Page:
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Tim's Auto Repair
Tim's Auto Repair, mechanic
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1999 chevy suburban 5.7 v-8. Rough idle, air cleaner smells

Resolved Question:

1999 chevy suburban 5.7 v-8. Rough idle, air cleaner smells of gas. Changed plugs and still have problem. Codes are p1061 p0306 p0507 any ideas?
Submitted: 4 years ago.
Category: Chevy
Expert:  Tim's Auto Repair replied 4 years ago.

hi

the problem may be the idle air control valve,,sometimes you can remove and clean these with carb cleaner and they will work fine,though you may need a new one..also,you may also have a bad o2sensor..the p0306 is a missfire on the #6 cylinder

thanks

please ACCEPT my answer so I can get credit for my work.i don't receive commission unless you do ..I'm not always going to be giving you good news,so please don't let this stand in the way of you accepting my answer.it does not cost you more money.we will still be able to communicate.. Bonuses and positive feedback are appreciated!if you are not satisfied with my answer,please do not leave bad feed back,i will gladly opt out and let another expert handle the question.PLEASE ASK IF YOU NEED MORE HELP

 

P0161

 

Diagnostic Chart (Part 1 Of 2)
Diagnostic Chart (Part 2 Of 2)
Schematic
CIRCUIT DESCRIPTION
The Powertrain Control Module (PCM) supplies a bias voltage approximately 450 mV on the Heated Oxygen Sensor (HO2S) signal high and low circuits. When you turn the ignition to the ON position, battery voltage is supplied to the HO2S heater. As the heater reaches the operating temperature, the HO2S voltage responds by changing from a bias voltage range to the normal operation. Typically, as the HO2S reaches the operating temperature, the HO2S voltage goes from a bias voltage to a voltage below 300 mV . Depending on the exhaust gas content, it is possible for the HO2S voltage to go above 450 mV .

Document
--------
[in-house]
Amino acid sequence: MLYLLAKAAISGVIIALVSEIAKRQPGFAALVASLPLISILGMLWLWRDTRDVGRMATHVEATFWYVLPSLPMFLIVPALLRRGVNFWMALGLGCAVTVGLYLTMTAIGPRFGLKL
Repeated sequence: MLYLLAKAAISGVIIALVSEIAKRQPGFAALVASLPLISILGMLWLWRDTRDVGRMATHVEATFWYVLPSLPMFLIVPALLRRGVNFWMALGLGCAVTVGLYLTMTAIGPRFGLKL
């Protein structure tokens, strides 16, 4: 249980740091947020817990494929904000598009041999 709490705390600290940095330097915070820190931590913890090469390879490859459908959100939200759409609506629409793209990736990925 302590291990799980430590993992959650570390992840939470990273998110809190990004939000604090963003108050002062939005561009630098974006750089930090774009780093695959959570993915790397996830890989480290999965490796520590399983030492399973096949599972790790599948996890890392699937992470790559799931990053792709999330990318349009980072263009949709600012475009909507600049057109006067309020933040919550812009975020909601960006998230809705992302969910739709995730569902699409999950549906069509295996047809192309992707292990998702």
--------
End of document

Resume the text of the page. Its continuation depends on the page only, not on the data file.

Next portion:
The PCM runs the heater test only on a cold start depending on the cumulative air flow and only once an ignition cycle. When you start the engine, the PCM monitors the HO2S voltage. When the HO2S voltage goes above or below the bias range threshold, the PCM determines how much time it took. If the PCM detects that the process took too much time for the HO2S to enter into normal operating range, a Diagnostic Trouble Code (DTC) sets. The time the process takes the HO2S to reach operating temperature is based on the amount of air that flows into the engine.

CONDITIONS FOR RUNNING THE DTC

 

  • No active Mass Air Flow (MAF) DTCs
  • No active Intake Air Temperature (IAT) DTCs
  • No active Engine Coolant Temperature (ECT) DTCs
  • No active Throttle Position (TP) DTCs
  • No active injector DTCs
  • No active crank sensor DTCs
  • No active ignition control DTCs
  • The IAT and the ECT are less than 50°C (122°F) and are within 8°C (14.5°F) of each other at engine start-up.
  • The ignition voltage is between 10 volts and 18 volts .
  • The secondary Air Injection (AIR) , Exhaust Gas Recirculation (EGR) , and the catalyst diagnostics are not active.

CONDITIONS FOR SETTING THE DTC
The HO2S voltage remains between 300 mV and 700 mV for a predetermined amount of time depending on ECT and air flow.

ACTION TAKEN WHEN THE DTC SETS

  • The PCM illuminates the Malfunction Indicator Lamp (MIL) on the second consecutive ignition cycle that the diagnostic runs and fails.
  • The PCM records the operating conditions at the time the diagnostic fails. The first time the diagnostic fails, the PCM stores this information in the Failure Records. If the diagnostic reports a failure on the second consecutive ignition cycle, the PCM records the operating conditions at the time of the failure. The PCM writes the conditions to the Freeze Frame and updates the Failure Records.